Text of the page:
Everyone thinks about creativity and how it is applied differently. Every single creative conversation is different. Every single explanation for how creativity and its outcome, innovation. is correct. So how can we know and differentiate between which process is right for us, what works for us and doesn't?
Research around creativity and the way we behave has been going on for over 150 years. Out of the generally discredited science of phrenology in the 18th century grew 19th century psychiatry and now neuroscience. The Journal for Creative Behaviour, an unheralded academic journal, has been turning out erudite and insightful research articles quarterly for over 60 years on creative thinking, creative processes and creativity generally.
The recent release of two news books The Brain That Changes Itself, Stories of Personal Triumph from the Frontiers of Brain Science by Norman Doidge, MD and How We Decide by Jonah Lerner, though, demonstrates just how far we have traveled in trying to understand how the brain processes information and as a result, how we think and make decisions as a consequence.
The Brain That Changes Itself offers an excellent example of what happens when an idea challenges the prevailing orthodoxy and no matter how smart we think we are at recognising the new, how wrong we can be and how long it takes for an idea that changes a paradigm fundamentally to cut through and take hold.
As early as 1930's, Dr Wilder Penfield of the Montreal Neurobiological Institute had developed a topographical map of the brain's sensory and motor parts through brain surgery on epileptics and brain cancer sufferers that were able to remain conscious during surgery. By tapping on the patients' sensory map, Dr Penfold was able to determine what parts of the brain were healthy and what parts required removal. After many operations, he was finally able to construct a complete map of the brain's sensory and motor parts and each part's association with a part of the body such as the arm, the leg, the face and other muscles.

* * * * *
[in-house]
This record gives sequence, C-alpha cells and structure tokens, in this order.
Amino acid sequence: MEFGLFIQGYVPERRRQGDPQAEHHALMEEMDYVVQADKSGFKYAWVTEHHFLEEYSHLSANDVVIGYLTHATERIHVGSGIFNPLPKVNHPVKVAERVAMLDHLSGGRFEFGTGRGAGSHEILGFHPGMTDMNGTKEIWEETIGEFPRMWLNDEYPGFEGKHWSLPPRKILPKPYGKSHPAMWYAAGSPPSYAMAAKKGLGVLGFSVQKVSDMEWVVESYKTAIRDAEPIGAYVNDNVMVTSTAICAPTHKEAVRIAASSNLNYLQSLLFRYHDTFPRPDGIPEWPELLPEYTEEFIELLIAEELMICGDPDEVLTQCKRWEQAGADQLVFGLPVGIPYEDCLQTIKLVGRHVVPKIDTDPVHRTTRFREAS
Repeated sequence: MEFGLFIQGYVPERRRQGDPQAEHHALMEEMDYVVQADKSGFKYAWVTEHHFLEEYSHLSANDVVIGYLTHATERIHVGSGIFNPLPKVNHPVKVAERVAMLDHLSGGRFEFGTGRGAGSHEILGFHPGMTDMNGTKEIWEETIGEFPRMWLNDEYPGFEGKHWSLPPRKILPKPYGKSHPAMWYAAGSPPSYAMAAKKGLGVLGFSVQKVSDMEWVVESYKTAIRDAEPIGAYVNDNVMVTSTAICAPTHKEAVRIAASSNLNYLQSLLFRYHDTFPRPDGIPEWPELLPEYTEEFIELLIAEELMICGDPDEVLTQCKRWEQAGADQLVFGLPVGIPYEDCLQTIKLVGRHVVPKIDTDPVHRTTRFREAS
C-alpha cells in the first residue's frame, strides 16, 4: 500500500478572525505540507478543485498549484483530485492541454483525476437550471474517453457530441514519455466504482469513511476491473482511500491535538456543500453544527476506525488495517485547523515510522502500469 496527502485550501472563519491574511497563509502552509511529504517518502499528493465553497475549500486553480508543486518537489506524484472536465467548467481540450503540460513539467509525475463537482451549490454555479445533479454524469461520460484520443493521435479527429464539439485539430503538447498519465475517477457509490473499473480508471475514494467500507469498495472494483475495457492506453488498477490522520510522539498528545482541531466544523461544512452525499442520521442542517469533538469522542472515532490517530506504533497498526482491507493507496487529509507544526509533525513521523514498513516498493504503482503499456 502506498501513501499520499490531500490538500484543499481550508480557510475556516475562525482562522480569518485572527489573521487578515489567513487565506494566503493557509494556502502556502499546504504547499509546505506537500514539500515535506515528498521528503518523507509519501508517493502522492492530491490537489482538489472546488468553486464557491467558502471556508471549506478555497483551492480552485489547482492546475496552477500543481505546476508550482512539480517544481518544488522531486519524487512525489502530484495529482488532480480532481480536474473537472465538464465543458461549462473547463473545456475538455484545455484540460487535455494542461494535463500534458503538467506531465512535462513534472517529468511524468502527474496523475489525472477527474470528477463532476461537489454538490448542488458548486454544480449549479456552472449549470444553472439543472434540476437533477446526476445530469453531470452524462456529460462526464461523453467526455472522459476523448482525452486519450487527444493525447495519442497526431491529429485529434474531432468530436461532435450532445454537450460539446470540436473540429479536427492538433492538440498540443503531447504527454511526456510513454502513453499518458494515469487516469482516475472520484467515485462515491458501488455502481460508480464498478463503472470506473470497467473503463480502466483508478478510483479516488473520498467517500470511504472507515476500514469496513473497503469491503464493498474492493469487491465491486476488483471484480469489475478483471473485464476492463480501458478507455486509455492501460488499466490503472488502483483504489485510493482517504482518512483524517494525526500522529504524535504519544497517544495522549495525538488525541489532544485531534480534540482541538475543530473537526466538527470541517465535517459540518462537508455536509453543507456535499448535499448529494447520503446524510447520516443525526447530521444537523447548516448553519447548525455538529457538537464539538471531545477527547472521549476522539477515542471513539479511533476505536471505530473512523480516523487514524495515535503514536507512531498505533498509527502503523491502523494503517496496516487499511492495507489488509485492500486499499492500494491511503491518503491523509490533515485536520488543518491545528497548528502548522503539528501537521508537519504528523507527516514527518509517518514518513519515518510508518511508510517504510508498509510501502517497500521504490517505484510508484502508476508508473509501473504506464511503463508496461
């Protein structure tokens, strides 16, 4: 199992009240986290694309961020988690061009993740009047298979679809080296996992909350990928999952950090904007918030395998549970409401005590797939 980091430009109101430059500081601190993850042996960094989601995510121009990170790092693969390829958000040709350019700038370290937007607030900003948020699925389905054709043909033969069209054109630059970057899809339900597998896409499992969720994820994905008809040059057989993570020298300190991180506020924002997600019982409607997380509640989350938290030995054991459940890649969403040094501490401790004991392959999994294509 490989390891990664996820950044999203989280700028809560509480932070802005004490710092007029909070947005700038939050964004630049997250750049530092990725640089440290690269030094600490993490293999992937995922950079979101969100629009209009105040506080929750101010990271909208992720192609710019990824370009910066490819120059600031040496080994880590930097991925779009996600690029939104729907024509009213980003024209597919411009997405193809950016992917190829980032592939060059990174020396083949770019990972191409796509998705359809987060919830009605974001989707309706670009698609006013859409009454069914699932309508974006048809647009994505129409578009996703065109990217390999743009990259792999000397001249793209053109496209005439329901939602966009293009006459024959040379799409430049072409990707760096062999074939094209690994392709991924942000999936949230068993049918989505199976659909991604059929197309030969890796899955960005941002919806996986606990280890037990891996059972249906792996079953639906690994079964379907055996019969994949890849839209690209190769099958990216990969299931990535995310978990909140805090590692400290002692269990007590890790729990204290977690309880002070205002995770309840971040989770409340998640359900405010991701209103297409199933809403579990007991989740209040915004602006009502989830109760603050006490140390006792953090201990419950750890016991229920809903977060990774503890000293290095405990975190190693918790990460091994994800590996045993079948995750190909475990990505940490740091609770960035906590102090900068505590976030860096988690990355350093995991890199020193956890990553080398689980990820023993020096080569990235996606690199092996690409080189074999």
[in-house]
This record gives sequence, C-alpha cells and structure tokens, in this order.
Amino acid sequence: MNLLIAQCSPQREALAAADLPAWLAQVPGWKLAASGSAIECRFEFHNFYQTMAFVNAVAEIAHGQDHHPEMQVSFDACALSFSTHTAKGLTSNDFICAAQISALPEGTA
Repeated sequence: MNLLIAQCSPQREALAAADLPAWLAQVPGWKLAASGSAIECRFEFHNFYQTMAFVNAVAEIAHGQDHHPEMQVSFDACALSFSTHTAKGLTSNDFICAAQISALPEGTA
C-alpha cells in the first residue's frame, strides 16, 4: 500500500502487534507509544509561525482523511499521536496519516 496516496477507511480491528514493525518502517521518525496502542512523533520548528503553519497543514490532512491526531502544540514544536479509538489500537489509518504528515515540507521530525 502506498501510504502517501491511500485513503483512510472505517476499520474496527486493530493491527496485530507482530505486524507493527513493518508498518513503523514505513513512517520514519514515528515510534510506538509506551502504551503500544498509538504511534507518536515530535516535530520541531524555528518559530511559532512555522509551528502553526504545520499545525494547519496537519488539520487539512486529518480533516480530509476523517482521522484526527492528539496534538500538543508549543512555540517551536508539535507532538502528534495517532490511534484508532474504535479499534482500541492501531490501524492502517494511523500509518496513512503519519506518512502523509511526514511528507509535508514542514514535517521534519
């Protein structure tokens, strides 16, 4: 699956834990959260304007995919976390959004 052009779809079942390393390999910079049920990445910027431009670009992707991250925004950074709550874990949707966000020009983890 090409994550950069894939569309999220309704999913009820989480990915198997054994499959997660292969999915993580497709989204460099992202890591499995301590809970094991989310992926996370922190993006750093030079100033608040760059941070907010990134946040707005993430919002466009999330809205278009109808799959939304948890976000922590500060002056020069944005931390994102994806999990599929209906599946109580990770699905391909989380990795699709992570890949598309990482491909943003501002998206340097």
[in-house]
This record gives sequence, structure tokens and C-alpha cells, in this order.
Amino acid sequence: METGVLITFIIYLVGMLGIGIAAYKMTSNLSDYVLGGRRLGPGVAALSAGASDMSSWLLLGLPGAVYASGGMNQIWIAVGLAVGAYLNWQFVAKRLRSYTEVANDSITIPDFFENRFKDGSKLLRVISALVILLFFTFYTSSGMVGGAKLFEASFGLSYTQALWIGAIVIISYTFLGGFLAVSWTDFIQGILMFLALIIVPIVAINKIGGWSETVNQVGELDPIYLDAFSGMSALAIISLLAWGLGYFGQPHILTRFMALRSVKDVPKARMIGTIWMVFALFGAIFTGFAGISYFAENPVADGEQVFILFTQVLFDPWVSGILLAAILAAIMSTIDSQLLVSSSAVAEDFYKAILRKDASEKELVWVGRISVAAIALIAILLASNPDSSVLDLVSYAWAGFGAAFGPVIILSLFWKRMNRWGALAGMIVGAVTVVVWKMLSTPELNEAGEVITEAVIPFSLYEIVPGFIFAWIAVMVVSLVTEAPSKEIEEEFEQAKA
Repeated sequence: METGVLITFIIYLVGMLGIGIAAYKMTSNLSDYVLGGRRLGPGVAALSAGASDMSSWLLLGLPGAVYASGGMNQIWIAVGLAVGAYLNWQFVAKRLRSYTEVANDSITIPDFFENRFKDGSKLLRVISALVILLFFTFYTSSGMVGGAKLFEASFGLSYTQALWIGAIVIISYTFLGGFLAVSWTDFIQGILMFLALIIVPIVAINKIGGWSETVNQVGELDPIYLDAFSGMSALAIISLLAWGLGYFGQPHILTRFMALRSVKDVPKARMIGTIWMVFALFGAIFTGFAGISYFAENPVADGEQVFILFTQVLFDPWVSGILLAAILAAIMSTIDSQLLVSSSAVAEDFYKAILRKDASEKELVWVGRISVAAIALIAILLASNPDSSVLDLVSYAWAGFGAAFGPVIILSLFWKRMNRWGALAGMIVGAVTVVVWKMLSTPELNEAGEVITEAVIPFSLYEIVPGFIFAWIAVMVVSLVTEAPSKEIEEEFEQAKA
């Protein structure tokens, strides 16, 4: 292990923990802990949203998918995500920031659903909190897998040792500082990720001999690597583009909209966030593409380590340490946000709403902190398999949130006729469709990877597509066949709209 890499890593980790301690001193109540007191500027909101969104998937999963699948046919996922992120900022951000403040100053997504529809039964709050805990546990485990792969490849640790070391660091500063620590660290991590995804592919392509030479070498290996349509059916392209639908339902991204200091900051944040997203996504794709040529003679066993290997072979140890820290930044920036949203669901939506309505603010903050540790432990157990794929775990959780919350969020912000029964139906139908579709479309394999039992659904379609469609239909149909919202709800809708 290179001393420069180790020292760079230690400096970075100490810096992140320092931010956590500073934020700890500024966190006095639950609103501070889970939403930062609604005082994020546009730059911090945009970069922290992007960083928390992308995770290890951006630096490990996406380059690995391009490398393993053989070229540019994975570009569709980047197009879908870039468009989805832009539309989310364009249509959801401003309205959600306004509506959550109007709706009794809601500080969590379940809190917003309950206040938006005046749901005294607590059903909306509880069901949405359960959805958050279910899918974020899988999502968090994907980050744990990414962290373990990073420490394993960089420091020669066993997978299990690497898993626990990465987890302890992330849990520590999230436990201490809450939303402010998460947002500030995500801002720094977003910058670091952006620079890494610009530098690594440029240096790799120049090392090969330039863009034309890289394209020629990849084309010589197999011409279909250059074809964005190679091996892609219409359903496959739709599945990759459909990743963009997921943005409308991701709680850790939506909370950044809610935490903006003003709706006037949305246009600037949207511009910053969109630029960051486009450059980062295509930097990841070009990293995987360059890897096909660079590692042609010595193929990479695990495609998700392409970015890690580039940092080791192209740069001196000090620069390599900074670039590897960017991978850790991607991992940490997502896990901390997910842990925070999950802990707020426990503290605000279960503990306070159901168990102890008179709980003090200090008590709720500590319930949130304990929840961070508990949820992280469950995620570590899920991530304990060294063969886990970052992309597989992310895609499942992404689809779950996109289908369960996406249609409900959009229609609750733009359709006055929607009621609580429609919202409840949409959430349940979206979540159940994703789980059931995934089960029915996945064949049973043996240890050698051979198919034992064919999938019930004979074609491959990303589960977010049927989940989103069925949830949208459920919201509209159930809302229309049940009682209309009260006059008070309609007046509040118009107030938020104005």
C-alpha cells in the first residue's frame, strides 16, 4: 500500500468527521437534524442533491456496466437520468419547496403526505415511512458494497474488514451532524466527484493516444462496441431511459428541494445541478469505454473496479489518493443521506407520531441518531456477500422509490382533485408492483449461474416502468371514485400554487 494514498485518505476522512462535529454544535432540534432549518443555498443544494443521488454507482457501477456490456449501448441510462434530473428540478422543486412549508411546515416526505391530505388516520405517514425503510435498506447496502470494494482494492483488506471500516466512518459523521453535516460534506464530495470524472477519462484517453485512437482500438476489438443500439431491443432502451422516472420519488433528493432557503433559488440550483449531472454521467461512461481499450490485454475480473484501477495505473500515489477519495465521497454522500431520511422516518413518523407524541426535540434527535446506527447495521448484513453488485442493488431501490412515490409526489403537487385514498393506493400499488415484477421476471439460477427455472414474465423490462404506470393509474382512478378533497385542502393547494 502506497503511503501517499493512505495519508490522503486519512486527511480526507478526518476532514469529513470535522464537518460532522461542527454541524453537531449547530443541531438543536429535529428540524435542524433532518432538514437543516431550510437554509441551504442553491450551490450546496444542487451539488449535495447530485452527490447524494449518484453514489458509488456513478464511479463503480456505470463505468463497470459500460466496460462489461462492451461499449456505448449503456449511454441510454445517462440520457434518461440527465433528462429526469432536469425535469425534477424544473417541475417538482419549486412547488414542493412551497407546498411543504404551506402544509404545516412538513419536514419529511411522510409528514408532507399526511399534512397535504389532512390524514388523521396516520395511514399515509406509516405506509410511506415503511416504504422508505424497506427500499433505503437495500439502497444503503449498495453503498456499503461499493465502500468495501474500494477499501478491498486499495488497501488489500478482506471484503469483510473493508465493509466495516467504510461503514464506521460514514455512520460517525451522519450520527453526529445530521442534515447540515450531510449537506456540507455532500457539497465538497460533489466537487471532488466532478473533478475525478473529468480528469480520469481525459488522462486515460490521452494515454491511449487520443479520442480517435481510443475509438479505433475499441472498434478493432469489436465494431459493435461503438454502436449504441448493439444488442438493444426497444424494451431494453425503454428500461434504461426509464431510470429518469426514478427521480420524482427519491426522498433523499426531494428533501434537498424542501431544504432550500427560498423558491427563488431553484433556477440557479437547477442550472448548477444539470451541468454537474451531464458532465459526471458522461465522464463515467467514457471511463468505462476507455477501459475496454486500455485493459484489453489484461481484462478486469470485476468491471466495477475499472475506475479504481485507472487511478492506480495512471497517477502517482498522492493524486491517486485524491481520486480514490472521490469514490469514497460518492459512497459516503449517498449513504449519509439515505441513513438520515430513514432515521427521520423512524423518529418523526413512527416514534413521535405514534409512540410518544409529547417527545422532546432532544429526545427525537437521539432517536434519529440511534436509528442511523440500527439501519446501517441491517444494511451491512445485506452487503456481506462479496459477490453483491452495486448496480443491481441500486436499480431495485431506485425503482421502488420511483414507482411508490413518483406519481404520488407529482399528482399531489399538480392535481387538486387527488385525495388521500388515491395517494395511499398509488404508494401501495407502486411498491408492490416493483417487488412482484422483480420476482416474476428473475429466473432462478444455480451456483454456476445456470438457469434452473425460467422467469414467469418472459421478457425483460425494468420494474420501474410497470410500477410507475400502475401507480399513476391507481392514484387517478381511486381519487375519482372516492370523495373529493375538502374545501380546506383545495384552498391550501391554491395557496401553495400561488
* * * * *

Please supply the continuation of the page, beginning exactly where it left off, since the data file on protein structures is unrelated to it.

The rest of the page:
As wonderful a discovery as this was, the topographical map only served to convince the medical fraternity the brain was fixed and unalterable in its construct and conduct.
In the 60's, Dr Michael Merzenich, the Grand Father of Neuroplasticity, experimented with adolescent monkeys, by cutting the peripheral nerves to the thumb and crossing them, without touching, to the index finger. What he expected to find was the brain map quite chaotic and unordered. What occurred was the opposite!! The brain unshuffled the crossed nerves and topographically re-arranged them. Merzenich wrote a discussion paper hypothesizing not only was it incorrect to think the brain was hardwired; indeed, it was possible the brain could actual normalize itself in response to abnormal input.
The implications of his hypothesis were shelved for almost three decades because his supervisor marked it with a large "X" and the accompanying - "too much conjecture"!!
To-day this experiment and Merzenich's passion and commitment to prove his hypothesis was not mere conjecture has resulted in scientists' understanding the brain not only has the capacity to learn but is always "learning how to learn" even into old age and through this process, changing the very structure of the brain itself.
The old myth "people don't change" can finally be put to rest.
So if the brain can change structurally, what implications does this have for the way we think - the way we make decisions.
Jonah Lehrer's How We Decide uses some stunning case studies to demonstrate how neuroscience has discovered the brain doesn't think the way we think it does. The brain is constantly in argument with itself and if it's not then there is something wrong. If we recognize the types of arguments our brain is having, we then know what we need to do in order to be confident about the decisions we make. For example if it is a big decision such as buying a house, it is best to let our unconscious chew over the various details before making a decision. Here the emotions and intuition play the main role. However when we are dealing with numbers, such as buying stocks or calculating various interest rate options on loans then it is best to leave our emotions and intuitions out of the decision making process, although case studies suggest this is easy said than done. The reality is the brain is constantly fooling us. Self-delusion is the brain's elixir!!
So the trick is to determine when to use the different parts of the brain, and to do this, we need to think harder (and smarter) about how we think.
These two books will certainly give you some insight in how to do that!!